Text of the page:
A paraesophageal hernia can cause several unpleasant digestive symptoms. These common hernias bring many people to the care of Michael Winton, MD, FACS, of Foris Surgical Group in Frederick, Maryland. If you need treatment for a paraesophageal hernia, call the office to book a visit or schedule online using the booking tool.
A hernia develops any time a portion of an internal organ begins to push or bulge out of the muscle or other tissue that normally holds it in place. A paraesophageal hernia, also called a hiatal hernia, occurs when a portion of your esophagus, stomach, or other organs move upward into your chest cavity.
Normally, your muscular diaphragm creates a separation between your chest and abdomen. An opening in the diaphragm, called the hiatus, allows organs to pass from your chest into your abdomen.
There are several different types of paraesophageal hernias. Type I, also called a sliding hernia, occurs when the section of your esophagus that connects to your stomach moves through the hiatus and into the chest.
Types II, III, and IV are more serious, and occur when part of the stomach and potentially other abdominal organs move upward into the chest.
Knowing what to look for can help you know when to seek treatment for an esophageal hernia. Some of the symptoms of this condition include:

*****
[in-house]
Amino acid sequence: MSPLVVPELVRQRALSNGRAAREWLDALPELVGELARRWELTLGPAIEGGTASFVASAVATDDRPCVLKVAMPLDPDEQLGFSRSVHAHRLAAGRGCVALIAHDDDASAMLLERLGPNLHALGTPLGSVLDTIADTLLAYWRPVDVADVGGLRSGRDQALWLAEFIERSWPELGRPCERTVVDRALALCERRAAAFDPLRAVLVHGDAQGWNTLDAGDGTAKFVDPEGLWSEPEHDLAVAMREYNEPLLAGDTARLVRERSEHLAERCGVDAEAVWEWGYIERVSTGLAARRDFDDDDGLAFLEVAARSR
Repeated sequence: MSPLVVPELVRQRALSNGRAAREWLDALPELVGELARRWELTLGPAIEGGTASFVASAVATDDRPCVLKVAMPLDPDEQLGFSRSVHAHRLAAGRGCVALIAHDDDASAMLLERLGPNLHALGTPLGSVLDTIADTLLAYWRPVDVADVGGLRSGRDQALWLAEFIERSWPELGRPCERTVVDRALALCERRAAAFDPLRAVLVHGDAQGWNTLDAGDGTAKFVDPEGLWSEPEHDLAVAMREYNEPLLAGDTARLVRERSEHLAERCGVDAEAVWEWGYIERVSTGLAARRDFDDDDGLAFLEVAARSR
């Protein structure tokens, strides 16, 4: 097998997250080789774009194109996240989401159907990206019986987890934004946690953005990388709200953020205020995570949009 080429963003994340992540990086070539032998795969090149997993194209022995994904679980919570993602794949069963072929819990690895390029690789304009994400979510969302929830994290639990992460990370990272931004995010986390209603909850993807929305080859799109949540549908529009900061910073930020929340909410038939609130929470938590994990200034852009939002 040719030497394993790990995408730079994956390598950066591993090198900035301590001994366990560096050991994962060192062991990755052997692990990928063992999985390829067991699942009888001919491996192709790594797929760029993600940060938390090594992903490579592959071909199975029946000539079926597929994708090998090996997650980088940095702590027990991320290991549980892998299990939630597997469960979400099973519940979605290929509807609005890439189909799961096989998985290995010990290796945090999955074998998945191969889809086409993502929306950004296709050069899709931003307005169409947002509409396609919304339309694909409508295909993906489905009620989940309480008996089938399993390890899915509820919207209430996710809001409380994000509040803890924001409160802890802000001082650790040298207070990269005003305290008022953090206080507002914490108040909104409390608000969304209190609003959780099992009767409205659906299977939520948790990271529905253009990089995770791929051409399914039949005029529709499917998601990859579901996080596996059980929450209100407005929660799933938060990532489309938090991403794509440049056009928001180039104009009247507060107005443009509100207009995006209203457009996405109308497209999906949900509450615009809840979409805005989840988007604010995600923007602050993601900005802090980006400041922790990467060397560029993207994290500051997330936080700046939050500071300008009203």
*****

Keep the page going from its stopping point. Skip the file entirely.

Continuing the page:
If you experience these changes, a chest X-ray, computed tomography (CT) scanning, or magnetic resonance imaging (MRI) can determine if a paraesophageal hernia is present.
A type I paraesophageal hernia might not need treatment other than medications to control reflux. More advanced hernias usually need surgical intervention to restore proper organ positioning.
Hernia repair is usually done using minimally invasive surgical techniques. In rare cases, open surgery is the only way to repair a paraesophageal hernia.
Come into Foris Surgical Group for a thorough discussion of all available treatment options. You can learn more about what to expect from the procedure itself as well as the recovery process.
Robotic paraesophageal hernia repair patients stay in the hospital one night and are discharged home by lunchtime the next day. Postop pain is usually well controlled without the need for heavy narcotic medications. Postop diet plans are discussed on an individual basis, but usually consist of a liquid diet for the first 1-2 weeks, then are advanced to soft foods. Generally patients are back to school, work or their normal routine by 1-2 weeks after their surgery.
Booking a visit takes just a few moments online or over the phone, so make time to schedule a visit and chart a course of action.